Pattern of Nerve Blocks for Upper Limb Surgery at the University of Benin Teaching Hospital - A Ten Year Survey
Background: Central and peripheral neural blockade techniques are popular for lower and upper limb surgeries respectively. Lower limb surgery is amenable to central neural blockade techniques, anatomical and physiological imperatives makes peripheral neural blockade more suited for upper limb surgeries. We looked at the utilization of this latter technique in our centre, over a 10-year period.
Methods: Anaesthetic and the operating theatre medical records of patients who had upper limb surgery were retrieved. Information about patient demographic characteristics, surgical indication, type of anaesthesia and peripheral blockade were obtained. The data were analyzed and presented as simple nominal and frequency valves and tables.
Results: Over the 10–year review period, 269 upper limb surgeries were done, whereby, 239(89%) were under general anaesthesia and 30 (11%) were with peripheral neural blockade. Axillary brachial plexus block accounted for 27 (90%) of the peripheral blocks, while 2 patients (6.7%) had wrist block and 1 patient (3.3%) had elbow block.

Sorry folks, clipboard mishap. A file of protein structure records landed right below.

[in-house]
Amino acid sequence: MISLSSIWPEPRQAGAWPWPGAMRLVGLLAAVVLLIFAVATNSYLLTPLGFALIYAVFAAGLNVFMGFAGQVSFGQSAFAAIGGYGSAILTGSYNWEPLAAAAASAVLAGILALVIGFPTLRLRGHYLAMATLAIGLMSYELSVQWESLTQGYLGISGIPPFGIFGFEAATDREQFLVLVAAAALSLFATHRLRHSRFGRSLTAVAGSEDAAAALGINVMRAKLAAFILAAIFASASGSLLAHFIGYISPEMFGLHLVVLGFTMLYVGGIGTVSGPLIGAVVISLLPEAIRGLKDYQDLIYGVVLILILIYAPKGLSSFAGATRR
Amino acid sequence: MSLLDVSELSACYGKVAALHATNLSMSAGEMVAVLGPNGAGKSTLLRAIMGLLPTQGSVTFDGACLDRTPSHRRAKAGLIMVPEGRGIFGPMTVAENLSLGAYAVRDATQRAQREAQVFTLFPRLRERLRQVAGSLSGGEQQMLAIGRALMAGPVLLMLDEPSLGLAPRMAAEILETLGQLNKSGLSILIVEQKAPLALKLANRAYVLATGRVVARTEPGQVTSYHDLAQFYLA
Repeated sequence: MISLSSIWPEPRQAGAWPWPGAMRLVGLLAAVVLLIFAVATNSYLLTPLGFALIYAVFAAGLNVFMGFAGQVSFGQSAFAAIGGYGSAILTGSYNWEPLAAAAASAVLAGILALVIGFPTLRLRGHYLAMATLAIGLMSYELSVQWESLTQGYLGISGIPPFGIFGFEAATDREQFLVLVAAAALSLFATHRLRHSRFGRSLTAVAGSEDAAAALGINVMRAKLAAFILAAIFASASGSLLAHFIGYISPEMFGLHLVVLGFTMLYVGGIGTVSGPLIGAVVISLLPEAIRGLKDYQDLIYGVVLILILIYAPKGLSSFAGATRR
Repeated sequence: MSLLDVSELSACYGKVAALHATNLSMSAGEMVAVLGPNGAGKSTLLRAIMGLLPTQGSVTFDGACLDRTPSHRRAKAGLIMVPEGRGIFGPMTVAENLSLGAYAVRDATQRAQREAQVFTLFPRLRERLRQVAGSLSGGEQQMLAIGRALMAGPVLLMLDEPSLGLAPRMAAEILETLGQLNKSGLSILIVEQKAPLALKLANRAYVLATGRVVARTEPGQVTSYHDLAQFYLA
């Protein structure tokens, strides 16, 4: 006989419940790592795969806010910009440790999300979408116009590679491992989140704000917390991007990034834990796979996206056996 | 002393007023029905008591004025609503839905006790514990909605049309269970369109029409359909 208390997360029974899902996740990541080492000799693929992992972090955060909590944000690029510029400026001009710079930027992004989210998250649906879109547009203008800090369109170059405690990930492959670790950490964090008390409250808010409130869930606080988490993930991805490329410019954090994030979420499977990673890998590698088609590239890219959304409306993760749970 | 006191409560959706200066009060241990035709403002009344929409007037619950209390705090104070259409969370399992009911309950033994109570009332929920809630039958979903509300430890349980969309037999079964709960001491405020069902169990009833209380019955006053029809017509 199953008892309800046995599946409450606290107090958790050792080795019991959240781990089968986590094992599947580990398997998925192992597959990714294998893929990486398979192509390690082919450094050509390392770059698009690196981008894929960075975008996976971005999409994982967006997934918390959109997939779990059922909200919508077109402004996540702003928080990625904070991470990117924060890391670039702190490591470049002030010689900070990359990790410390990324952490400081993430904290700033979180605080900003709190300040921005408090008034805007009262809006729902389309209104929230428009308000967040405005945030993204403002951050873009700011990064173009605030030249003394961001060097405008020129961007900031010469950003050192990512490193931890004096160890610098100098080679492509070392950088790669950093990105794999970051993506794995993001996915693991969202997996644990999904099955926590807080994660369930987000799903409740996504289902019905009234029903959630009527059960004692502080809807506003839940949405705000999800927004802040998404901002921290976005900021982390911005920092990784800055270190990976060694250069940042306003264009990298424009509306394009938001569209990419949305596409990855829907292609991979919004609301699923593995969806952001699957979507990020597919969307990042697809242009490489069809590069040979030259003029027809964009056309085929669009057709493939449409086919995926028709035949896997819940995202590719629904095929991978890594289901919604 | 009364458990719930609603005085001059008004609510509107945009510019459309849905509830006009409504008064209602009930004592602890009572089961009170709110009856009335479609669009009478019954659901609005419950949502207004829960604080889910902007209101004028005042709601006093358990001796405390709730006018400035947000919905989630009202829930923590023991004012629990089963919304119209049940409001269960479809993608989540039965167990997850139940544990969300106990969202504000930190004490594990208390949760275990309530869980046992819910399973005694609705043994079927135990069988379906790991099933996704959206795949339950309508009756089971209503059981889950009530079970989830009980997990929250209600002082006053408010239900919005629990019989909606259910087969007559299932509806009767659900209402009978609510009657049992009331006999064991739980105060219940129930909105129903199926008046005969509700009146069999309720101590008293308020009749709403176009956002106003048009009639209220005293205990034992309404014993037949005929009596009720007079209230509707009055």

Conclusion: The study showed low utilization of peripheral neural block techniques for upper limb surgeries over the review period. Upper limb neural blockades are easily performed with the aid of nerve stimulators and ultrasound-guided technique. Greater use should be made of them to avoid the risk of general anaesthesia and promote better postoperative pain management.
Key words: upper limb surgery, peripheral neural blockade